Meditate stress away

Potri Lightheart espouses the virtues of Transcendental Meditation.

Feeling overwhelmed? Worried? Trouble sleeping, or run-down?

All these are symptoms of stress and it can affect people of all ages and arise in all circumstances. Dr. Mehmet Oz, the award-winning TV host and cardiothoracic surgeon, says, “Stress wears us down, drains from us the joys of life, fuels countless diseases and disorders, and is slowly or rapidly killing us. Cardiovascular disease, obesity, diabetes, as well as digestive disorders, anxiety, and depression, are often caused or exacerbated by stress.”

We know a good night’s sleep can refresh our mind and body and make the day go better. Scientists have discovered that dreaming is also an important factor for creating balance. When individuals are deprived of dreaming, (REM) they become disoriented, depressed, crabby and quick-tempered. They eat more, are oversensitive, lack concentration and have memory loss. All signs of being more stressed. Clearly, deep sleep and dreaming are of vital importance to our well being and for counteracting stress.

There is another important tool for combating stresses which until the late 1960’s had never been looked at scientifically — meditation.  Researchers at UCLA found that people practicing the Transcendental Meditation technique (TM) gained a unique state of consciousness they called restful alertness (a wakeful, hypometabolic state). The mental and physical correlates measured were completely different from waking, dreaming and sleeping. To date, more than 650 research studies have been completed on TM technique showing conclusively that with the experience of the state of restful alertness, stresses and strains are spontaneously dissolved and balance is naturally restored to the mind and body.

Not only this, the balance gained with the experience of restful alertness begins to overlap with waking, dreaming and sleeping. For example, sleep is deeper and more easily gained and the need to self medicate when awake decreases.

Life is inherently stressful. The powerful waves on the surface of the ocean may be huge and intimidating and yet just beneath this turbulence lays the profound stillness of the ocean depths. Likewise there exists, deep within each one of us, an ocean of peace and stability. Stress and fatigue blocks this experience and TM is a tool which helps us regain it. Dr. Oz and Oprah Winfrey had such profound experiences with Transcendental Meditation that they both offered it to their hard-working and stressed production staffs, with great results. Cardiologist and author Dr. Suzanne Steinbaum uses it clinically. She says, “When I treat stress with something like TM, I can get as much as 48-66 per cent improvement … It is the most efficacious way for us to treat one of the major risk factors of heart disease, which is stress.”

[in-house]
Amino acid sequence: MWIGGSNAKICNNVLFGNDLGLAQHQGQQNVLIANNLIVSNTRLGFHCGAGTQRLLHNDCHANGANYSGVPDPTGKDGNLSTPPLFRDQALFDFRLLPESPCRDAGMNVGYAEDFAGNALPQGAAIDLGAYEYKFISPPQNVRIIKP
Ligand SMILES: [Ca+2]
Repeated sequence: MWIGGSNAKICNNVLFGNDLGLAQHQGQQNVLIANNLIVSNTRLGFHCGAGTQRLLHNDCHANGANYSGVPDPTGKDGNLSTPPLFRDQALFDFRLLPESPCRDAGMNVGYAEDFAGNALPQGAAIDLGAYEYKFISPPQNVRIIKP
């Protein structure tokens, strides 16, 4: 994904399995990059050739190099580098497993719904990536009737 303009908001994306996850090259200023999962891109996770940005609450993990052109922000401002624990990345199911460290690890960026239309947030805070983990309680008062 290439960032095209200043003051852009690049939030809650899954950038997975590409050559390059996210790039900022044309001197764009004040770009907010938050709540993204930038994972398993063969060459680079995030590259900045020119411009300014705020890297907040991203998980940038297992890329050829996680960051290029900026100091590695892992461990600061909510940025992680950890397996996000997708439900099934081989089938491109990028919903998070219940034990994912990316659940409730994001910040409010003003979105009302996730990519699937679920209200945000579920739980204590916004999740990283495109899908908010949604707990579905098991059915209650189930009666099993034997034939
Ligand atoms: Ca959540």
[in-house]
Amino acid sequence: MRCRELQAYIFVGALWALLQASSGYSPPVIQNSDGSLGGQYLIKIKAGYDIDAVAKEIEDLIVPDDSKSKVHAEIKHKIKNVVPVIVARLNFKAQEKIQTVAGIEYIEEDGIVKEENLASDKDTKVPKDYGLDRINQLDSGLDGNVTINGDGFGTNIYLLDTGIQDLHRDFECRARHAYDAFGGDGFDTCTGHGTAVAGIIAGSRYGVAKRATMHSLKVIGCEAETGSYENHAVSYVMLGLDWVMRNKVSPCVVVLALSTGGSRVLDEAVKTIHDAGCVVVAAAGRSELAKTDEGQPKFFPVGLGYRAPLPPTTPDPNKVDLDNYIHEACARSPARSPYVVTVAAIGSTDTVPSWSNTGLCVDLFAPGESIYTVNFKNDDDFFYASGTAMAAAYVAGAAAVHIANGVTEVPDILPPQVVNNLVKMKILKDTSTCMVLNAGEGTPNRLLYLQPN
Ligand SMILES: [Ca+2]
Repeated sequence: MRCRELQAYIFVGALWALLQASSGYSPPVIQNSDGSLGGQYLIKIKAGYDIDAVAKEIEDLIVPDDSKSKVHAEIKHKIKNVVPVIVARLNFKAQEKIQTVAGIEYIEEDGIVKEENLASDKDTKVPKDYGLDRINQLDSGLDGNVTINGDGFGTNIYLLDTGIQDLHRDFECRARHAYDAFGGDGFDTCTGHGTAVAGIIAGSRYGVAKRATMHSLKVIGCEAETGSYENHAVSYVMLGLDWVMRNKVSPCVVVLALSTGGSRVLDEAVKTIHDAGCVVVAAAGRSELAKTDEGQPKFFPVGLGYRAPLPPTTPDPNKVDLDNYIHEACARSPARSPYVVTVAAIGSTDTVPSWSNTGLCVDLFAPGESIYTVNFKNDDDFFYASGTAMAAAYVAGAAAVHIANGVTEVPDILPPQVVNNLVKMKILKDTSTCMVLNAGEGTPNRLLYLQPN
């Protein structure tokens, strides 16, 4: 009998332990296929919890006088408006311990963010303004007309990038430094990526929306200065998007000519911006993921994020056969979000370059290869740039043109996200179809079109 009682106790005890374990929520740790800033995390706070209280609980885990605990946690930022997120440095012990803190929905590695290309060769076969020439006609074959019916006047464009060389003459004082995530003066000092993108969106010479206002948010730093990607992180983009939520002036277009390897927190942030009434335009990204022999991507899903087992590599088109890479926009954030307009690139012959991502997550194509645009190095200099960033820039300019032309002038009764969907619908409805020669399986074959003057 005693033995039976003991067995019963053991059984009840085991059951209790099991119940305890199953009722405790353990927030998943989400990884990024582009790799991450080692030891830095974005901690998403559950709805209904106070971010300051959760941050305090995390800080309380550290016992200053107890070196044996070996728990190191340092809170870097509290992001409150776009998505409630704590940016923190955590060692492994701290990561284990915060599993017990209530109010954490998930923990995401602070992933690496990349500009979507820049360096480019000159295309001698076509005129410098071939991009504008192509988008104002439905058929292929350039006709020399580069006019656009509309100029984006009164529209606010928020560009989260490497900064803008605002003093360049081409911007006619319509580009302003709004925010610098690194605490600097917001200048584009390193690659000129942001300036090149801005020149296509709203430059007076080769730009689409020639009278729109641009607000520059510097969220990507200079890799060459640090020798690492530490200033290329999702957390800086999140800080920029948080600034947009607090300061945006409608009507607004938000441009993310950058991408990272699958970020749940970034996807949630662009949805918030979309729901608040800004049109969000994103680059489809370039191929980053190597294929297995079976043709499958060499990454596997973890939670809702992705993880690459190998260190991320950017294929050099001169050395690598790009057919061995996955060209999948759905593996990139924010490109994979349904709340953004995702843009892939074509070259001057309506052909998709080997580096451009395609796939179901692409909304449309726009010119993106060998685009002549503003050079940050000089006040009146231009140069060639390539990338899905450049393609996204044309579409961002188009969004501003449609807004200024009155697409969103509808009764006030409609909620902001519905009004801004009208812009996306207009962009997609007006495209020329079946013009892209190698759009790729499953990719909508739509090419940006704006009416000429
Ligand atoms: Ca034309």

Millions of people around the world practice this simple, natural, effortless mental technique for 15 to 20 minutes twice a day to combat stress and gain inner peace. The David Lynch Foundation is currently promoting it to soldiers and African victims of war suffering from post traumatic stress disorder (PTSD), to victims of domestic violence and to Native Americans suffering from diabetes. All the groups are experiencing profoundly positive results.

Transcendental Meditation does not involve concentration, contemplation, breath control, mindfulness, progressive muscle relaxation or auto-suggestion nor is it a religion or a belief system and it requires no change in life style. All four states of consciousness including the state of restful alertness are important for maintaining a balanced and progressive life free from the debilitating effects of stress.

Potri Lightheart is a certified teacher of transcendental meditation on Vancouver Island North. plightheart@tm.org.

 

Just Posted

Fishin’ Corner: Stand up for your fishing rights

“Don’t give in to DFO and their quota bureaucracy that the fish belong to everyone.”

B.C. students send books to displaced students of Hornby Island school fire

Maple Ridge elementary school teacher says students learned about acts of kindness

North Island Tour De Rock rider Benjamin Leah leads team to Port Hardy

“You don’t have issues and problems when you look at these kids and how much they’re going through.”

Get ready for a week of sunshine across Vancouver Island

Environment Canada is forecasting temperatures in the high teens all this week

PRACC Chair Fred Robertson happy with how windmill blade display turned out

“Rotary really stepped up, which was excellent.”

Live bear cam: Let the fishing begin

Watch bears in Alaska’s Katmai National Park catch their dinner live.

Campaign seeks to add Farsi to B.C. school curriculum options

Group wants Farsi added to list of nine languages in policy covering second language requirements

Trudeau urges leaders to follow Nelson Mandela’s example at UN tribute

Peace summit in New York marks 100th birthday of former South African president

Senate seats filled in B.C., Saskatchewan

Canada’s newest senators are the first woman to lead the RCMP and a Cree Metis businessman

Newfoundland’s popular ‘merb’ys’ calendar is back

The calendar of burly, bearded mermen posing against scenic backdrops for charity returns

Cap rent increases at inflation rate, B.C. task force recommends

MLAs say drop annual increase that would allow 4.5% rise next year

Nanaimo woman envisions Vancouver Island’s first cat café

Business idea still in early planning stages and hopes to be open next year

School, church, old mining site make Heritage BC’s first ‘watch list’

The list includes sites in need of protection to maintain B.C.’s culture and history

Yowza! Twerk, emoji and facepalm are added to Scrabble dictionary, OK?

Merriam-Webster has announced 300 new words have been added to the spelling game

Most Read